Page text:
DIY Search In Your Mendix Apps

While there are a lot of easy ways to include searching with your Mendix widgets, you may want to consider building your own search functionality to have total control over the UI/UX and to take advantage of some of the fantastic Marketplace widgets. Creating custom search functionality is simple and can result in engaging reusable components for your application.

Consider the following domain model:

Example domain model for an ordering process

In this example I am creating a custom search feature for an Order Overview page. I want to implement a custom search because I want full control over the way the search is presented, so this method allows me to lay out and style my search fields in any way I choose. My page starts with a datasource microflow to bring in Search and nested within the Search dataview is a datagrid of Orders to show the results of my search. I have laid out my search fields and added a couple of helpful widgets to handle my reference set associations.

Any layout is possible, and Marketplace widgets can make for a better UX overall

When the Search button is clicked, a microflow is called to evaluate my current search criteria and return a list of Orders. In essence, this microflow performs a retrieval of Order from the database with XPath. To make it easier to understand for my less experienced colleagues, I have created a couple of variables to help make the XPath easier to read and understand.

Microflow to retrieve Order results based on Search attributes. This can be triggered by a button for manual searching or on-change of the Search attributes for real-time filtering

Each variable helps to pre-evaluate the associations that can be made from my Search entity and check to see if those associations are empty or not. When empty, my variable will be True, and when at least one record is selected over association it will be False. This will help me later when I am writing my XPath constraint.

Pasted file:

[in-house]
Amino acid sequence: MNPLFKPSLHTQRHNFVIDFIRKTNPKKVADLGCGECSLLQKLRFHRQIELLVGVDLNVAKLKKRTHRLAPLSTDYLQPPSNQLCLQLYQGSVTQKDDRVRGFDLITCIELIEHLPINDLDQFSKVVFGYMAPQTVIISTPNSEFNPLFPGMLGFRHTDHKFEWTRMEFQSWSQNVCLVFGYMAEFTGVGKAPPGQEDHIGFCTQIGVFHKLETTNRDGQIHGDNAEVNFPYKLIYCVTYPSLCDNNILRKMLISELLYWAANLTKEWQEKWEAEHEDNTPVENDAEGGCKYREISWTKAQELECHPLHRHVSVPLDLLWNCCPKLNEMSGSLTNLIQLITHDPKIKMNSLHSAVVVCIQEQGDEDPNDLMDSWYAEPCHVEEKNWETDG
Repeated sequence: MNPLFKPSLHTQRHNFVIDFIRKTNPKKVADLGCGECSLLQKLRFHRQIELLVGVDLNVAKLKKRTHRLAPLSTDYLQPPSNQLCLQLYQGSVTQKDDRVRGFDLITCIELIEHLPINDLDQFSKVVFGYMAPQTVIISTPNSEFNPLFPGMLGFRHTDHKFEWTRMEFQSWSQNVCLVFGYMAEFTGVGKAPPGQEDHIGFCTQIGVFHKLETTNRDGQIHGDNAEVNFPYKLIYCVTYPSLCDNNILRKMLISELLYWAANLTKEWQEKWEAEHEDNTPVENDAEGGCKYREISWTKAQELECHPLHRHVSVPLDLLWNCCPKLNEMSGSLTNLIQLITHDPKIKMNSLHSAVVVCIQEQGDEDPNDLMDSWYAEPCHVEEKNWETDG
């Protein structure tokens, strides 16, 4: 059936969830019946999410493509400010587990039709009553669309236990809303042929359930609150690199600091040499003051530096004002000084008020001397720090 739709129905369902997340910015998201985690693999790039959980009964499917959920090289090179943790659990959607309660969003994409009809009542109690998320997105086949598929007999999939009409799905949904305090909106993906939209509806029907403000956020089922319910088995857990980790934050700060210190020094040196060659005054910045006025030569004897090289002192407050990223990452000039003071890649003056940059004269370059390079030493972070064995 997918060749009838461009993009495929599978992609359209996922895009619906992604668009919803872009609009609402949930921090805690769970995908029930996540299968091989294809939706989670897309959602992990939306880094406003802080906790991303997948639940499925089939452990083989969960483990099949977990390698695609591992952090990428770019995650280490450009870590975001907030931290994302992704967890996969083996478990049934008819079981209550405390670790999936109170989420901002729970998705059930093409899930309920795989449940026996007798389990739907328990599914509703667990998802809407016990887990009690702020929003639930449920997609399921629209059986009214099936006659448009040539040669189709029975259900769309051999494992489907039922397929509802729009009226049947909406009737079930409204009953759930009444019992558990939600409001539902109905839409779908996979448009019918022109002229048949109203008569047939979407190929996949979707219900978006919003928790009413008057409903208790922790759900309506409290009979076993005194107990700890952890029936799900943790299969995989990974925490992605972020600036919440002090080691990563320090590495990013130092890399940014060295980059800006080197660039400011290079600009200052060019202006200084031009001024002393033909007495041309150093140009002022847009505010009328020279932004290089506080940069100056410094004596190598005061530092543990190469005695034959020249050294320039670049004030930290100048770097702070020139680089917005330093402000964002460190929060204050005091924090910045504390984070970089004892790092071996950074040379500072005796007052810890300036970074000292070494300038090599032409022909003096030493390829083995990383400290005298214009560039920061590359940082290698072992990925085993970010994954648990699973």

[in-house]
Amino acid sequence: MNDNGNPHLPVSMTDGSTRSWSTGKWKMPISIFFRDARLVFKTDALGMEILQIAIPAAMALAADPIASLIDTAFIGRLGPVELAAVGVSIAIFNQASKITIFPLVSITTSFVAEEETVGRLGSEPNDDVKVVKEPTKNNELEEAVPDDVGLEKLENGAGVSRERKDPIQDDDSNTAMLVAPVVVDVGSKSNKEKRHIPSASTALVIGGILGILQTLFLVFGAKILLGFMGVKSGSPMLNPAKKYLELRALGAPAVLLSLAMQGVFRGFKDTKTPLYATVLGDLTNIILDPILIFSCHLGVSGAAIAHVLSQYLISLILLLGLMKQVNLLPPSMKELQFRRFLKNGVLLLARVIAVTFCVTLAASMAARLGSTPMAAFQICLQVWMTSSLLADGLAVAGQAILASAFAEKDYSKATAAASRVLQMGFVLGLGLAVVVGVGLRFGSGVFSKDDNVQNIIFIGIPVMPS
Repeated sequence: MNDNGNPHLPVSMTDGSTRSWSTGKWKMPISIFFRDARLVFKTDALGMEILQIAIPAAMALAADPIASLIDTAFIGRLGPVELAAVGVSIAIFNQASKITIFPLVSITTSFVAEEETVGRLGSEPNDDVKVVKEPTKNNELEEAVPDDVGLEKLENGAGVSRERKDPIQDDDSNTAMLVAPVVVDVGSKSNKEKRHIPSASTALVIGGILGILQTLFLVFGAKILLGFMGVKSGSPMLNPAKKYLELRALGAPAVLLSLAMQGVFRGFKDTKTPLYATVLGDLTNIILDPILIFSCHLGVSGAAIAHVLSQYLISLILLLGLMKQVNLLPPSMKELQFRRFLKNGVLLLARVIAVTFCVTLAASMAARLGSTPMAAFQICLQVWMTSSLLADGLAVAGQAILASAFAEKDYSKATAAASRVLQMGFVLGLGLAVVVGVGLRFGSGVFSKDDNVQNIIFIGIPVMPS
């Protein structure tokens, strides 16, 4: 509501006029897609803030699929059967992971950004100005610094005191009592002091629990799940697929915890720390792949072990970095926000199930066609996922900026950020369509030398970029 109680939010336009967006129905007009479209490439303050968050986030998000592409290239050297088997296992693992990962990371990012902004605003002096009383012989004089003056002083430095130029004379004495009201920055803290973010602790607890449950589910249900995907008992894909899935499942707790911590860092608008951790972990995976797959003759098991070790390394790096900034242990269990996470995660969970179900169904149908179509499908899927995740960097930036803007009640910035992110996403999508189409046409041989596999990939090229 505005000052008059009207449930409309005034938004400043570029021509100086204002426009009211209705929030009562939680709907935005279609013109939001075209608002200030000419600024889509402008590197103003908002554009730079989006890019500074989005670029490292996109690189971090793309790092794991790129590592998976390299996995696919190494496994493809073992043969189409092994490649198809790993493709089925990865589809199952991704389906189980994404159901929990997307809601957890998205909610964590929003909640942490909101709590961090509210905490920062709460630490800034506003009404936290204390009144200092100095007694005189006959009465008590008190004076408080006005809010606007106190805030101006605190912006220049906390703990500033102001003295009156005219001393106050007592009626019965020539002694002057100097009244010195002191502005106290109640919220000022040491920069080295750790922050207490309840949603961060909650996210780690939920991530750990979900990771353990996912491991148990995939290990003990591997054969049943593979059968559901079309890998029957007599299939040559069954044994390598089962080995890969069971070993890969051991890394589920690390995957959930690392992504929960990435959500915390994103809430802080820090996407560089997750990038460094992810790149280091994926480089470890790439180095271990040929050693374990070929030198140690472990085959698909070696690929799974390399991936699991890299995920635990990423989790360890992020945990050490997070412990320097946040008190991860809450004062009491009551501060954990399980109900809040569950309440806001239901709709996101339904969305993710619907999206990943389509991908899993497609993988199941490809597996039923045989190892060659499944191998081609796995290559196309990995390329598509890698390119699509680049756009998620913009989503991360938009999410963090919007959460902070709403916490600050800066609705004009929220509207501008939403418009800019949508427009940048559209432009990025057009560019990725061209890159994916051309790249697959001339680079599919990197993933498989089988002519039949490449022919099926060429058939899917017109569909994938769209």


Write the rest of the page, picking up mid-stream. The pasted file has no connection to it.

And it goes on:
The Boolean variables check for the lack of selected records over association

When writing my XPath constraints, I make use of the Boolean variables with an OR so that if the variable is True if will skip to the next constraint, OR if false then it will constrain my Order results appropriately. While the variables are not necessary because you could simply check for the empty associations in the constraint, they do make it easier to read and explain.

XPath example showing the use of the Boolean variables

The resulting OrderList is returned and I use a Change Object action so that I can set the Order_Results association to the returned OrderList. Adding the Refresh In Client option ensures that my datagrid updates with the new list of Order results.

The application now has a working custom search implementation that looks great and is very easy to extend with additional attributes or associations as the application develops further.

This blog was originally published by Kyle Kunzer on October 2nd 2023 here: 

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